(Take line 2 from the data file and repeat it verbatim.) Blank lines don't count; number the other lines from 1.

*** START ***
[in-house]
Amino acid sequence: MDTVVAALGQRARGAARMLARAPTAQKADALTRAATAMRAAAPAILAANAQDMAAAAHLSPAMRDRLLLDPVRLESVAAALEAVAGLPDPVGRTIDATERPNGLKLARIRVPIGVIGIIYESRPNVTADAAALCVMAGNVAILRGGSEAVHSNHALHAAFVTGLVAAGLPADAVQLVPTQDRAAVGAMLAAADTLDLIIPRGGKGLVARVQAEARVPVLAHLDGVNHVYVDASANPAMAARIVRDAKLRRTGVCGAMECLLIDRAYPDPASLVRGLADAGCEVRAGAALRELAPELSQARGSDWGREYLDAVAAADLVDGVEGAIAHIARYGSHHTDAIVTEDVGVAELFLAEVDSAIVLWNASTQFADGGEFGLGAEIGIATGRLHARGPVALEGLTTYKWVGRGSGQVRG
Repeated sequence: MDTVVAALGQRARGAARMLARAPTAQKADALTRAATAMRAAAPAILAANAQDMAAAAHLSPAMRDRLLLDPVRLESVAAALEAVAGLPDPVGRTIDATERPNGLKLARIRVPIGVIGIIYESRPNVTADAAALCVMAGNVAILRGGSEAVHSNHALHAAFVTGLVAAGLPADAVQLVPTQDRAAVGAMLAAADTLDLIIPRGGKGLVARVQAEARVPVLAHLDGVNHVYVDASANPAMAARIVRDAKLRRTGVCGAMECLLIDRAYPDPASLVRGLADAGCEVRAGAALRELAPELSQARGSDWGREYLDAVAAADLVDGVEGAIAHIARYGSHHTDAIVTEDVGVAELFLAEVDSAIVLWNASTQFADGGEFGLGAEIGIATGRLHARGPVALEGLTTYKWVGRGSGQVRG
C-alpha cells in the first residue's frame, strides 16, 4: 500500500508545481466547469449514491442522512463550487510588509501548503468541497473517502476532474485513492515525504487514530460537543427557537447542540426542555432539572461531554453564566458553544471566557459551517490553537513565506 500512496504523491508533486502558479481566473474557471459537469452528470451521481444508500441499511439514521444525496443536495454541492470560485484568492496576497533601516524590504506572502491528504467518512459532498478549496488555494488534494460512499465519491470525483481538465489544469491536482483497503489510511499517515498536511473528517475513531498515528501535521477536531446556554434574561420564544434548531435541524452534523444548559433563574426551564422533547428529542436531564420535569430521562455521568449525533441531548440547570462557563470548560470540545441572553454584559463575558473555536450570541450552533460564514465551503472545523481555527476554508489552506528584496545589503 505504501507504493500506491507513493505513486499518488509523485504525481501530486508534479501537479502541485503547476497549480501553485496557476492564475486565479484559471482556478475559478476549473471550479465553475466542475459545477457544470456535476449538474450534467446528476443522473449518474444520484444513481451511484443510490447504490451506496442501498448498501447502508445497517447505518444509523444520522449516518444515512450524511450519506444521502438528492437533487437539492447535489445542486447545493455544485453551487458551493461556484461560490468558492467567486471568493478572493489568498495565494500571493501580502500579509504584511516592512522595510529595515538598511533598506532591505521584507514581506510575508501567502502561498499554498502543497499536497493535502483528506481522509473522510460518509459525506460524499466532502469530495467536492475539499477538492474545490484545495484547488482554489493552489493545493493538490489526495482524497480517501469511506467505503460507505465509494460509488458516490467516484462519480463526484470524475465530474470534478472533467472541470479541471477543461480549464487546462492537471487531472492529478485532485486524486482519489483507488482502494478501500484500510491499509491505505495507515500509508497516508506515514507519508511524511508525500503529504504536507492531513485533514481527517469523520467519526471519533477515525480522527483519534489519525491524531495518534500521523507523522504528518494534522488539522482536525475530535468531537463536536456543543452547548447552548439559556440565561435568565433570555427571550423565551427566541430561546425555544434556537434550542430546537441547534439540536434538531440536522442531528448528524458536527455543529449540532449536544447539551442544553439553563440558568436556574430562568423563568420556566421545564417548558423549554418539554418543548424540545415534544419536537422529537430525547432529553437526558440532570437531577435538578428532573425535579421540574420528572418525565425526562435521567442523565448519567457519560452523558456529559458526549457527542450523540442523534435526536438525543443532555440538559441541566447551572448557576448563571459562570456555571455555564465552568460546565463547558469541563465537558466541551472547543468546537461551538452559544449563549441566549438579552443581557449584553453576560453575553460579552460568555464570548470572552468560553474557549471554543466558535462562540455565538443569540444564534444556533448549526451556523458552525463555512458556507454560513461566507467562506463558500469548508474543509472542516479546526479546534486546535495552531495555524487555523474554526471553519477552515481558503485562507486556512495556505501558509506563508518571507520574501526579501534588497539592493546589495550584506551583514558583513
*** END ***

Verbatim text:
Amino acid sequence: MDTVVAALGQRARGAARMLARAPTAQKADALTRAATAMRAAAPAILAANAQDMAAAAHLSPAMRDRLLLDPVRLESVAAALEAVAGLPDPVGRTIDATERPNGLKLARIRVPIGVIGIIYESRPNVTADAAALCVMAGNVAILRGGSEAVHSNHALHAAFVTGLVAAGLPADAVQLVPTQDRAAVGAMLAAADTLDLIIPRGGKGLVARVQAEARVPVLAHLDGVNHVYVDASANPAMAARIVRDAKLRRTGVCGAMECLLIDRAYPDPASLVRGLADAGCEVRAGAALRELAPELSQARGSDWGREYLDAVAAADLVDGVEGAIAHIARYGSHHTDAIVTEDVGVAELFLAEVDSAIVLWNASTQFADGGEFGLGAEIGIATGRLHARGPVALEGLTTYKWVGRGSGQVRG